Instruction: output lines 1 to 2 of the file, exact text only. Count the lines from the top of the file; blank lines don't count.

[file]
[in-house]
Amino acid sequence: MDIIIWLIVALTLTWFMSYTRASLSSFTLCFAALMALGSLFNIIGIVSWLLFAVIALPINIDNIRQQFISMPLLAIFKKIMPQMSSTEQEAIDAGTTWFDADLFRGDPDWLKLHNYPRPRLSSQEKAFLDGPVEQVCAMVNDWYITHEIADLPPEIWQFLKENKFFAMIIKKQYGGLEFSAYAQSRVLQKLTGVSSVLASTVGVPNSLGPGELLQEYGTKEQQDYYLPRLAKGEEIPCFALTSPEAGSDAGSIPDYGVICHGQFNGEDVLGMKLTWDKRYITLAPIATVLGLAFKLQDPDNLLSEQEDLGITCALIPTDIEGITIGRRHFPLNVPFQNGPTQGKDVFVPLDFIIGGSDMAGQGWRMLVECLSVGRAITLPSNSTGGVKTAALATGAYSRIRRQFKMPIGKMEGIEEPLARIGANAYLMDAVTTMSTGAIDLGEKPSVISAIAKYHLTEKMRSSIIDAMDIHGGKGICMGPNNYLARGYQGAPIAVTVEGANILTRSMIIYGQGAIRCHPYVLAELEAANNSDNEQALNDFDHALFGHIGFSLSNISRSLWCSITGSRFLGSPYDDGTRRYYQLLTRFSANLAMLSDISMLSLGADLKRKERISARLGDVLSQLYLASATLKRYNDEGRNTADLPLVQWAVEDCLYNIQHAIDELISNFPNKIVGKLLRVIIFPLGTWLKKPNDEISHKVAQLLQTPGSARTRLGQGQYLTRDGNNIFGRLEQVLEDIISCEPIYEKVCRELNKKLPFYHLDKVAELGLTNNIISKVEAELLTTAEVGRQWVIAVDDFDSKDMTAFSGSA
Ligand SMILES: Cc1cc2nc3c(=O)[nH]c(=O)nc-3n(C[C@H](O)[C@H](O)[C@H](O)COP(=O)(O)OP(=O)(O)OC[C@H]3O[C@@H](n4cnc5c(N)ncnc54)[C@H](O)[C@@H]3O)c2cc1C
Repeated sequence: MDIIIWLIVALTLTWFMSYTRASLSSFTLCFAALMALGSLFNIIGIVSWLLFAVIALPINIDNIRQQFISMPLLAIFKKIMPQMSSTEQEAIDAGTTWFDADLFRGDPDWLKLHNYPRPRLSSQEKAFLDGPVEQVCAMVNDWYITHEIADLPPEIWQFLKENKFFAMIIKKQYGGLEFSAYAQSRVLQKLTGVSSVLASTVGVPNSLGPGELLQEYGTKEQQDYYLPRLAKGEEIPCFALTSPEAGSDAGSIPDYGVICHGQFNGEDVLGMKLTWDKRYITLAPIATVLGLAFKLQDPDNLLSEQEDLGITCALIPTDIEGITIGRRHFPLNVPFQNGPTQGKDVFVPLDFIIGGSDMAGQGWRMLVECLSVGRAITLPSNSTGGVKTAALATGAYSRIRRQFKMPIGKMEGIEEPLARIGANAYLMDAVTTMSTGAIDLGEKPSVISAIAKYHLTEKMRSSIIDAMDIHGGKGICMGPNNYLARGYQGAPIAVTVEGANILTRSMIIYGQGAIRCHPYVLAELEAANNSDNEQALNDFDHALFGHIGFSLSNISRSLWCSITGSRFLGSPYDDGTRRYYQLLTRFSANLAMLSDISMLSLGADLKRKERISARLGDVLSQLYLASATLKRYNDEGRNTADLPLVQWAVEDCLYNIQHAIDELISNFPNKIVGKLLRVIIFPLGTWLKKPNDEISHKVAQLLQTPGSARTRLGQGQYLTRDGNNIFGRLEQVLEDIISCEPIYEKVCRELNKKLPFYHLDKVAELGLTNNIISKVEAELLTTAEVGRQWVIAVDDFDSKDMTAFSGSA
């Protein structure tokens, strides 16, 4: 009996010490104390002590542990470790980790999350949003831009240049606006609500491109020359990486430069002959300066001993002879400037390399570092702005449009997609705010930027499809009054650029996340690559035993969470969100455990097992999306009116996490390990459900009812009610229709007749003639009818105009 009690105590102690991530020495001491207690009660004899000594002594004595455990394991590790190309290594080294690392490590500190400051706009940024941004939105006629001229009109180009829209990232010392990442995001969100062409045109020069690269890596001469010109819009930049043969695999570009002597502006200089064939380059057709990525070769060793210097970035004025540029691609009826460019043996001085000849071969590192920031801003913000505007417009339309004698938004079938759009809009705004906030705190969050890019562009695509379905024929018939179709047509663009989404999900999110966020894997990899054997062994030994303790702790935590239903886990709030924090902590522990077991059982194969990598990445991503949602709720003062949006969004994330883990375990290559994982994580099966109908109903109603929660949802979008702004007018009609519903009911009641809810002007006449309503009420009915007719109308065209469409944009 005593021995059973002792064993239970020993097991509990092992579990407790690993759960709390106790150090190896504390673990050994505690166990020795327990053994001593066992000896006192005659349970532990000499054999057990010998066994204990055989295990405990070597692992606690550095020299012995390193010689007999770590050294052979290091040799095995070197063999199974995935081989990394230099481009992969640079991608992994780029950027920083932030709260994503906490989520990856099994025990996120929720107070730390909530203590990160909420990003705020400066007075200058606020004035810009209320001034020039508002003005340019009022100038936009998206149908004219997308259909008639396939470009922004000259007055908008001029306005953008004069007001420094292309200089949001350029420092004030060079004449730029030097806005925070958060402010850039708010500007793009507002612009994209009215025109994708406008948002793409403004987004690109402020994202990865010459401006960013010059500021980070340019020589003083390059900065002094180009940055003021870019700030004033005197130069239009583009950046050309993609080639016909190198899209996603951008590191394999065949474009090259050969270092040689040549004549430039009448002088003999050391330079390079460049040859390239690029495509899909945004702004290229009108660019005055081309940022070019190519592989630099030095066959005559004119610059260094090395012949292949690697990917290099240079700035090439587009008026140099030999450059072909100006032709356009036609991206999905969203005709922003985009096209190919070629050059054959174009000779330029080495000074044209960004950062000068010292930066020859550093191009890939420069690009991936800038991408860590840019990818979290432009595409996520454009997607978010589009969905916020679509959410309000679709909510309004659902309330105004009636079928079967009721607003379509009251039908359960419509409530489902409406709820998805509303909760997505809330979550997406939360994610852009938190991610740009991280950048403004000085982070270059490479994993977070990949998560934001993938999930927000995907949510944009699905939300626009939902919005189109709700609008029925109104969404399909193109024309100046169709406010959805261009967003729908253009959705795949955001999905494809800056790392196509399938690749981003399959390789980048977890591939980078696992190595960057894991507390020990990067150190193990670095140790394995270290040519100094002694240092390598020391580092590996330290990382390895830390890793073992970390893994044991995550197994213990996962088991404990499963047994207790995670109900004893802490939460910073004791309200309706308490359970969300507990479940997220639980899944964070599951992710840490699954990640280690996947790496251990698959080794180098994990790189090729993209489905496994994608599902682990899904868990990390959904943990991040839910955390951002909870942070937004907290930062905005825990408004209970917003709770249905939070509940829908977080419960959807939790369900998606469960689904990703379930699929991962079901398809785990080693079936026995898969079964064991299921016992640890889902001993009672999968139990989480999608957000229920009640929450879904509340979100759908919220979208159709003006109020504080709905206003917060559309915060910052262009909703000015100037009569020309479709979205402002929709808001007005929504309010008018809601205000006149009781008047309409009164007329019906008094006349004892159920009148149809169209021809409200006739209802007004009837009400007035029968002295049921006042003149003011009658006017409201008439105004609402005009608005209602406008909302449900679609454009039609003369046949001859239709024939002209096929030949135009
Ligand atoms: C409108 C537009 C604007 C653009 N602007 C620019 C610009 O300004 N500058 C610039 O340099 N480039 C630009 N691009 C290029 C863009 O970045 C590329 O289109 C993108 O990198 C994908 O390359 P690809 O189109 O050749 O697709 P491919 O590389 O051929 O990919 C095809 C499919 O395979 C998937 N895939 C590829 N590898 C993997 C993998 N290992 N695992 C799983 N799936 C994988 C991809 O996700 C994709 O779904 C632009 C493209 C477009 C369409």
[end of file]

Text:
[in-house]
Amino acid sequence: MDIIIWLIVALTLTWFMSYTRASLSSFTLCFAALMALGSLFNIIGIVSWLLFAVIALPINIDNIRQQFISMPLLAIFKKIMPQMSSTEQEAIDAGTTWFDADLFRGDPDWLKLHNYPRPRLSSQEKAFLDGPVEQVCAMVNDWYITHEIADLPPEIWQFLKENKFFAMIIKKQYGGLEFSAYAQSRVLQKLTGVSSVLASTVGVPNSLGPGELLQEYGTKEQQDYYLPRLAKGEEIPCFALTSPEAGSDAGSIPDYGVICHGQFNGEDVLGMKLTWDKRYITLAPIATVLGLAFKLQDPDNLLSEQEDLGITCALIPTDIEGITIGRRHFPLNVPFQNGPTQGKDVFVPLDFIIGGSDMAGQGWRMLVECLSVGRAITLPSNSTGGVKTAALATGAYSRIRRQFKMPIGKMEGIEEPLARIGANAYLMDAVTTMSTGAIDLGEKPSVISAIAKYHLTEKMRSSIIDAMDIHGGKGICMGPNNYLARGYQGAPIAVTVEGANILTRSMIIYGQGAIRCHPYVLAELEAANNSDNEQALNDFDHALFGHIGFSLSNISRSLWCSITGSRFLGSPYDDGTRRYYQLLTRFSANLAMLSDISMLSLGADLKRKERISARLGDVLSQLYLASATLKRYNDEGRNTADLPLVQWAVEDCLYNIQHAIDELISNFPNKIVGKLLRVIIFPLGTWLKKPNDEISHKVAQLLQTPGSARTRLGQGQYLTRDGNNIFGRLEQVLEDIISCEPIYEKVCRELNKKLPFYHLDKVAELGLTNNIISKVEAELLTTAEVGRQWVIAVDDFDSKDMTAFSGSA